Response to Reply #5
22. Fuzzy math and fuzzy facts -- the Corp Media is satisfied with that
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emald Donating Member (718 posts) Send PM | Profile | Ignore Fri Dec-02-05 01:24 AM
Response to Original message
6. turn you damn worm TURN!!! n/t
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Nothing Without Hope Donating Member (1000+ posts) Send PM | Profile | Ignore Fri Dec-02-05 02:48 AM
Response to Original message
7. K & R - so terrible that Krugman is behind the pay-for-view wall
and Scheer has been kicked off LA Times in favor of a wingnut fool. (He's now at SF Chron.)

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annabanana Donating Member (1000+ posts) Send PM | Profile | Ignore Fri Dec-02-05 06:01 AM
Response to Reply #7
11. perhaps this is by design..
It's easier to manage information once you divide it. Way way back, when "pay TV" first started being talked about, my father and I discussed the possibility of an "information divide" that would separate the haves and the have-nots. The poorest Americans have very little diversity of view available to them. We who sail around the world on this highspeed highway should look down every once in a while.

What would you and your neighbors know if you had no internet and no cable TV? Your newspaper would be what was at the local coffee shop. Your radio would be the local airwaves. Your TV would be whatever the antenna could pull in.... what if you couldn't even afford a TV, or had no place to plug one in?

We have to free the airwaves.
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WiseButAngrySara Donating Member (1000+ posts) Send PM | Profile | Ignore Fri Dec-02-05 02:37 PM
Response to Reply #11
17. Good Points. These are questions I've pondered for some time now. ..n/t
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hfojvt Donating Member (1000+ posts) Send PM | Profile | Ignore Fri Dec-02-05 04:07 PM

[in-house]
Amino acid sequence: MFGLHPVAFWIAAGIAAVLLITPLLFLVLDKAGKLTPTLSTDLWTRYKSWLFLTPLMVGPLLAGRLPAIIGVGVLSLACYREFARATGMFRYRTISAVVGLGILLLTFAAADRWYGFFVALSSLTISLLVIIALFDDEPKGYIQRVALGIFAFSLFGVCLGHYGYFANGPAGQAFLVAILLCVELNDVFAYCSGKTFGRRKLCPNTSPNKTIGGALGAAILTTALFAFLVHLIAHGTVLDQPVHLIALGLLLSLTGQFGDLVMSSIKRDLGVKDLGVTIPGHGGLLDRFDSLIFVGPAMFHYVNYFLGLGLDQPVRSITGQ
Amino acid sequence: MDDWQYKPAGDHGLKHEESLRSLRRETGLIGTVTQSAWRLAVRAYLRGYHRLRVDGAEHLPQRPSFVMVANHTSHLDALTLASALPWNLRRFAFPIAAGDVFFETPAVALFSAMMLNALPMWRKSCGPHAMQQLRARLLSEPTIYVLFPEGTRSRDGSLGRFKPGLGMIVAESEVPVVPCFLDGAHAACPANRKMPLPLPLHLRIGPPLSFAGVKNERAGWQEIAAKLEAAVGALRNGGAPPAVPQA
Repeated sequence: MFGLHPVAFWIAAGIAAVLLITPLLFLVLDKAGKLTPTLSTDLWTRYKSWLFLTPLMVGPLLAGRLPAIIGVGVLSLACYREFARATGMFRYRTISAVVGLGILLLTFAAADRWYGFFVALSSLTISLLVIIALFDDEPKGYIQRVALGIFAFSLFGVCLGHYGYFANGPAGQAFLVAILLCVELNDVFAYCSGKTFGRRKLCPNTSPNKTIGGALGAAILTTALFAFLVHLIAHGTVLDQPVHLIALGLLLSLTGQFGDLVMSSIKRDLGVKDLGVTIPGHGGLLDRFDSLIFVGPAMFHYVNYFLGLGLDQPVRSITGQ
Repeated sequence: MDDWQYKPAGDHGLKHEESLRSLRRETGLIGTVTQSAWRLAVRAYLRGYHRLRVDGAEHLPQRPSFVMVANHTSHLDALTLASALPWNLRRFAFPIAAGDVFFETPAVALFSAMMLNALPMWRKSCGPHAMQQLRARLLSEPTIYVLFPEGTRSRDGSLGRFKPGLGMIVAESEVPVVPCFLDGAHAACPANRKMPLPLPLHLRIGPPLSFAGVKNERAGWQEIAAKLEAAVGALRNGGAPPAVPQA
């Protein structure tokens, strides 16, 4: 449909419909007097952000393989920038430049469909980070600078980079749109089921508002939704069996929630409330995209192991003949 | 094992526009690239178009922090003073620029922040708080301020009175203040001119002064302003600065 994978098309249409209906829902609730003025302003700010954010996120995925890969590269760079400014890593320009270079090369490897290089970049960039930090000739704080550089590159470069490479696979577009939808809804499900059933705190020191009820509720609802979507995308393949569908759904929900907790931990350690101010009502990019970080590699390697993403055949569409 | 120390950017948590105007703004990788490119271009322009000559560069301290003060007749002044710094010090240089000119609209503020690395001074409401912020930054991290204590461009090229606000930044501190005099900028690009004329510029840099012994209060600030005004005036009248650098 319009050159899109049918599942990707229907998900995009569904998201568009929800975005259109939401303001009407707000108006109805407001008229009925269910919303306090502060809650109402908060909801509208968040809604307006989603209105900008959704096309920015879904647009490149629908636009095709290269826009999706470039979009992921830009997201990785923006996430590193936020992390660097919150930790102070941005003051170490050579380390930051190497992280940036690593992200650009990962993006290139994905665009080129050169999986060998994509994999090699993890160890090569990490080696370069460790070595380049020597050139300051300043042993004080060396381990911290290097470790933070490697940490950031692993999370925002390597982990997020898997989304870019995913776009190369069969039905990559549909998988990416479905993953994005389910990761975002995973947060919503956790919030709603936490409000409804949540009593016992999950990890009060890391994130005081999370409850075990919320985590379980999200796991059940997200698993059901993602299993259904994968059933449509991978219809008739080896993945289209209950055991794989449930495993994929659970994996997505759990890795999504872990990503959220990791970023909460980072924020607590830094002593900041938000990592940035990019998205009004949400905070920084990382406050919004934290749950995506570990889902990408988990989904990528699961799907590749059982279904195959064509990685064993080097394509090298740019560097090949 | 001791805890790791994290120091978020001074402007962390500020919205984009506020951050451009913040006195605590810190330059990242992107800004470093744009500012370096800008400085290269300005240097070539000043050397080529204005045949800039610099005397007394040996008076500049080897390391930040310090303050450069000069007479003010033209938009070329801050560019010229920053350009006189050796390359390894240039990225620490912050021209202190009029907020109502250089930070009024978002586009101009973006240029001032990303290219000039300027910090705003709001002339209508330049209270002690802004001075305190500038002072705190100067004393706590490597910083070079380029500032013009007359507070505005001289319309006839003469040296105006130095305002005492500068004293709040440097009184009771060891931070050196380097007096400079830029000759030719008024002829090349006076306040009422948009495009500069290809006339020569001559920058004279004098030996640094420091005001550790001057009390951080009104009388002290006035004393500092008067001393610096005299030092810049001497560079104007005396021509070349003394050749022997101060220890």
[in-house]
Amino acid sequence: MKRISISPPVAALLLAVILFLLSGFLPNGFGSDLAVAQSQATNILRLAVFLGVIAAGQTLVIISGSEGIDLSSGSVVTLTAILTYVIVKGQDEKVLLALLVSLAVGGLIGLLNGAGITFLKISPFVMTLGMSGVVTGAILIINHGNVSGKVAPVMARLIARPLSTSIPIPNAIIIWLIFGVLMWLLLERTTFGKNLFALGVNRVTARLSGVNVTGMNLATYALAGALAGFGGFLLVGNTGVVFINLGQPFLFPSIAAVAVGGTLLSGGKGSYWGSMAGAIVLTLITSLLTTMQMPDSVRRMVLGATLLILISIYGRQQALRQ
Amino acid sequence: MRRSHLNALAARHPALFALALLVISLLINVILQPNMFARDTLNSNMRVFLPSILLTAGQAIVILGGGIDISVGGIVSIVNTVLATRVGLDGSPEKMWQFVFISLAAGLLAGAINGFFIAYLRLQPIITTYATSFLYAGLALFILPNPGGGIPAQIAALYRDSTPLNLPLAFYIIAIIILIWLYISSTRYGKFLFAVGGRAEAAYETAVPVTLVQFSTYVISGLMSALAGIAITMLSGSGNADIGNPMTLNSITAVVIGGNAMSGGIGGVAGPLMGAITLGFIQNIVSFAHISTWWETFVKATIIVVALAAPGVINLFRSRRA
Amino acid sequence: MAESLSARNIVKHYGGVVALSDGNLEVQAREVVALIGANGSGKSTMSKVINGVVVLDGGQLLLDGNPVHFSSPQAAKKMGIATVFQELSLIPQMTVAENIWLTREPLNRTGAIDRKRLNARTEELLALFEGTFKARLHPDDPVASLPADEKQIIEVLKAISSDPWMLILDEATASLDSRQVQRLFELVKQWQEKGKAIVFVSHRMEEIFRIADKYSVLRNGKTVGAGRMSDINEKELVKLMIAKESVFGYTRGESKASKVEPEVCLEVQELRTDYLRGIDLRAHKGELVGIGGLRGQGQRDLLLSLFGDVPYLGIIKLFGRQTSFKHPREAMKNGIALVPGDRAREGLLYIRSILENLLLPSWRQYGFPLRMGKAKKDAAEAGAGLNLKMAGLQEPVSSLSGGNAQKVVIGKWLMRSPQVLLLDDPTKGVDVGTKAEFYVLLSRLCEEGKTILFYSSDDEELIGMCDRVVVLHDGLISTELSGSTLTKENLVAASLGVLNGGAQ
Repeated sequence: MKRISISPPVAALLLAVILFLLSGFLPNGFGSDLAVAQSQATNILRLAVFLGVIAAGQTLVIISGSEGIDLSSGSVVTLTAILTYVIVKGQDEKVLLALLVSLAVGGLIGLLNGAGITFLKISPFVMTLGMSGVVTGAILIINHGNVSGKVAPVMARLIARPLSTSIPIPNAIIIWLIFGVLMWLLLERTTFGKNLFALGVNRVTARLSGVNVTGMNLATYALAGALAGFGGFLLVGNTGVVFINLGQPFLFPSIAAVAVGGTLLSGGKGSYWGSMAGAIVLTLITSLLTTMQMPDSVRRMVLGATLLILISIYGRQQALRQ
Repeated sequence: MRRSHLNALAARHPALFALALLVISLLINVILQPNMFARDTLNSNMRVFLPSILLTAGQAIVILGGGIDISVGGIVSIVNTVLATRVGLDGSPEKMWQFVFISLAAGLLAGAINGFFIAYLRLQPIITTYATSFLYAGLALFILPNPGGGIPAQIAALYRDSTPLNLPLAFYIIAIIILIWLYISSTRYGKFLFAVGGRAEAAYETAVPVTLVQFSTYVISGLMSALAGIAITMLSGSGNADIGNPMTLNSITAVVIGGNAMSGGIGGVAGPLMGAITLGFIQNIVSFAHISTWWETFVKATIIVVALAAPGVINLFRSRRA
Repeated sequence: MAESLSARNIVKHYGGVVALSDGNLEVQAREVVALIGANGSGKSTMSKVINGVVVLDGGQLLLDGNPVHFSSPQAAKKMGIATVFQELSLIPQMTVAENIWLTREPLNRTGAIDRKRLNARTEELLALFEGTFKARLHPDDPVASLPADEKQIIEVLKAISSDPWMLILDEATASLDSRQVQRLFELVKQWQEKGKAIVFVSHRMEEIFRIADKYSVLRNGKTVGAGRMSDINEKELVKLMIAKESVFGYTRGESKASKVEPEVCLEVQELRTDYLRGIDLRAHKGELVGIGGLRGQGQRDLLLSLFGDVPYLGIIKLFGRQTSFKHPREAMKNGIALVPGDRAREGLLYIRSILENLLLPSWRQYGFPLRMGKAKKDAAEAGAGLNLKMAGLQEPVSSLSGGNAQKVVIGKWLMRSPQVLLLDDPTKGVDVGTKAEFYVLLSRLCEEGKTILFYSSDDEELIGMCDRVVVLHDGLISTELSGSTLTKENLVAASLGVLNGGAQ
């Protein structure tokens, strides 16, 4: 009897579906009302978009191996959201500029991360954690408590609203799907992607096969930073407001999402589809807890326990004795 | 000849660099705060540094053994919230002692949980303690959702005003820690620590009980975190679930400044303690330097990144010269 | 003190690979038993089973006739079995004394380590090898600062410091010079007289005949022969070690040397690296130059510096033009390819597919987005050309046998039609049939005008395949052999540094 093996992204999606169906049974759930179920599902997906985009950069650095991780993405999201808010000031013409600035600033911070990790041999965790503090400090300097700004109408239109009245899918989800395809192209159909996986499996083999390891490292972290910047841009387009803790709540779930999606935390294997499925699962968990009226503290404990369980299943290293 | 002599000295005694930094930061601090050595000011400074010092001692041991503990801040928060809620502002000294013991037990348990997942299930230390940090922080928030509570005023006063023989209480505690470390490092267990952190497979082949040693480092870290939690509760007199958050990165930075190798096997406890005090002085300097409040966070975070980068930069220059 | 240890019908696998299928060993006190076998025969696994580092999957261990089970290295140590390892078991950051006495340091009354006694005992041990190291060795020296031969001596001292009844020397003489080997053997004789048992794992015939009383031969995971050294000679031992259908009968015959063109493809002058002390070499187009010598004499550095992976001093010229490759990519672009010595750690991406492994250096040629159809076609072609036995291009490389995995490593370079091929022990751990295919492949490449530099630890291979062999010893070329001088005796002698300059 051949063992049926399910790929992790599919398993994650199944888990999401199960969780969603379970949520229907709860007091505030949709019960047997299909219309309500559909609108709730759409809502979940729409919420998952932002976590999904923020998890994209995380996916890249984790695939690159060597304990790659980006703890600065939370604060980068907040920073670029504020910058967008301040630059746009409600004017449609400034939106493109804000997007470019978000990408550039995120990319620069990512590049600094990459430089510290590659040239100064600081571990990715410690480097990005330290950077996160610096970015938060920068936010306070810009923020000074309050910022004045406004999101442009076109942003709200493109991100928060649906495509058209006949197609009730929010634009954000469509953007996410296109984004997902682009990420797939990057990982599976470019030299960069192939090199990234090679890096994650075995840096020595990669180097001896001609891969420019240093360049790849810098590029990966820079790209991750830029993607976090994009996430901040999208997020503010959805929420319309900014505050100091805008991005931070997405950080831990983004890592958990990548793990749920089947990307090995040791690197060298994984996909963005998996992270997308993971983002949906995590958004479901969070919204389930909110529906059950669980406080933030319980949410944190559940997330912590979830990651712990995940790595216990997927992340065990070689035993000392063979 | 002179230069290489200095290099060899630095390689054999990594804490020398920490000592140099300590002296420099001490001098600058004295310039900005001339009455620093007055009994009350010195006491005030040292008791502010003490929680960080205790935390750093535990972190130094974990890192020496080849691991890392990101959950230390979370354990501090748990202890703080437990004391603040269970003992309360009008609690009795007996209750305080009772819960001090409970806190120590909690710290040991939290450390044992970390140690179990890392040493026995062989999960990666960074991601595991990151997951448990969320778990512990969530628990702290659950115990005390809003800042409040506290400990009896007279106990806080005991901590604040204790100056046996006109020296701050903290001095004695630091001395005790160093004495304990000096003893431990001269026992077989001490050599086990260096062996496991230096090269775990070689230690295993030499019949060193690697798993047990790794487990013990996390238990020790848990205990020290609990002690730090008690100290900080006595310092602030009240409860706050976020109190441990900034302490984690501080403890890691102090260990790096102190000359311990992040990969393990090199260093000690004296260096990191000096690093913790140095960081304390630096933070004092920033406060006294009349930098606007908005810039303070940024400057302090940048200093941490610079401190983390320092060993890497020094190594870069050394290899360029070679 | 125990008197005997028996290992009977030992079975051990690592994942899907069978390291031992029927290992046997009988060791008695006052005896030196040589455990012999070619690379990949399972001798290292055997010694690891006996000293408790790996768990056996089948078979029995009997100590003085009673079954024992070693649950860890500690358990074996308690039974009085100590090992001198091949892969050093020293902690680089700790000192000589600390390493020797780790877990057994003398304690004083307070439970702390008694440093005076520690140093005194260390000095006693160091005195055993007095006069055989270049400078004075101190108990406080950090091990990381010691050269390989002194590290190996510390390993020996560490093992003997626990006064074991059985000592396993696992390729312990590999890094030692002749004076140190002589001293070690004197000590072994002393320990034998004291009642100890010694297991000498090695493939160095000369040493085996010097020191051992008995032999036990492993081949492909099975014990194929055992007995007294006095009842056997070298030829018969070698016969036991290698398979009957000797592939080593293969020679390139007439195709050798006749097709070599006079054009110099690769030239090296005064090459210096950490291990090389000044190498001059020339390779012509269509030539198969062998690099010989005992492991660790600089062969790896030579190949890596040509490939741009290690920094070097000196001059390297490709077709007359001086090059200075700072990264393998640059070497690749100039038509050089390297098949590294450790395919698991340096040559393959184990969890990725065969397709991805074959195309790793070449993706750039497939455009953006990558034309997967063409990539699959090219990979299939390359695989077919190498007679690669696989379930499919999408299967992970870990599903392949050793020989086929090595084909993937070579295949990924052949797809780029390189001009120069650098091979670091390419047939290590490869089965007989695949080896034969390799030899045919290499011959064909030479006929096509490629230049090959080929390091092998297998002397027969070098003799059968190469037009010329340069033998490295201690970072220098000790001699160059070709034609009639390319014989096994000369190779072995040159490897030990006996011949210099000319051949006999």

Response to Reply #11
20. I cannot credit the internet completely
In 2000, my niece researched something on the internet which caused her to vote for Bush. In 2004 my RW co-worker was talking about some website where she found all kinds of anti-Kerry "info".

The internet is not necessarily a cure for ignorance, sometimes it can be a cause. I like to think that I have BS detectors and also my own knowledge from my reading, college degrees and research, but my niece and RW bro-in-law also are pretty smart and have their own college degrees (but my BiL has twice sent me RW hack pieces that I have torn to shreds, so where was his brain in that?)
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progressoid Donating Member (1000+ posts) Send PM | Profile | Ignore Fri Dec-02-05 06:17 PM
Response to Reply #20
24. Right. I think many use the internet to find "info" to support their
preconceived notions. They have mostly made up their minds, but are looking for reinforcement.
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hfojvt Donating Member (1000+ posts) Send PM | Profile | Ignore Fri Dec-02-05 06:36 PM
Response to Reply #24
26. that's the trouble
How can I be sure I am not one of them?

The last time I read a conservative was on Oct. 18, 2004 and I was inspired to write this:

" That Welch quote must surely be the most over-used quote in the Bartlett lexicon, at least it is right up there with the one about truth being the first casualty of war. I should know, I used it last week to wave my finger at gloating Yankee fans.
I questioned whether I was becoming, or perhaps revealing that I am, close-minded since I felt no need to watch the debates and also feel no need to listen to the other side. Yet Bush, and your columns supporting Bush, clearly demonstrate that the "other side" has nothing to say. Bush cannot make an honest argument for the war in Iraq any more than he can honestly admit he was wrong about the WMD. Bush cannot make an honest argument for his tax cuts.
So instead of honestly supporting Bush or honestly criticizing Kerry, you write a column feigning outrage. So the candidate, or supporters of the candidate, who used the "McCain fathered an illegitimate black baby" and the "swift boat veterans for truth" attacks. Those people are going to be outraged about Mary Cheney. Those people are going to be so concerned about her privacy that they keep talking and writing about her. Saying things like:
"the Democratic strategists who concocted this base-suppressing dirty trick orchestrated a defense that it was Dick Cheney who "outed" his daughter months ago."
Well, sir, one of the advantages of that defense is that it happens to be true. I learned about Cheney's daughter from the Kansas City news.
Your feigned-outrage shtick needs work."

I should clarify that I learned it from KC news because they were covering something that Dick said when he visited the area.
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understandinglife Donating Member (1000+ posts) Send PM | Profile | Ignore Fri Dec-02-05 03:47 PM
Response to Reply #7
19. And, Scheer is with this important new effort -- truthdig.com:
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LaPera Donating Member (1000+ posts) Send PM | Profile | Ignore Fri Dec-02-05 03:20 AM
Response to Original message
8. Always a pleasure to read Krugman - Very few like him have his
courage, honesty or scruples.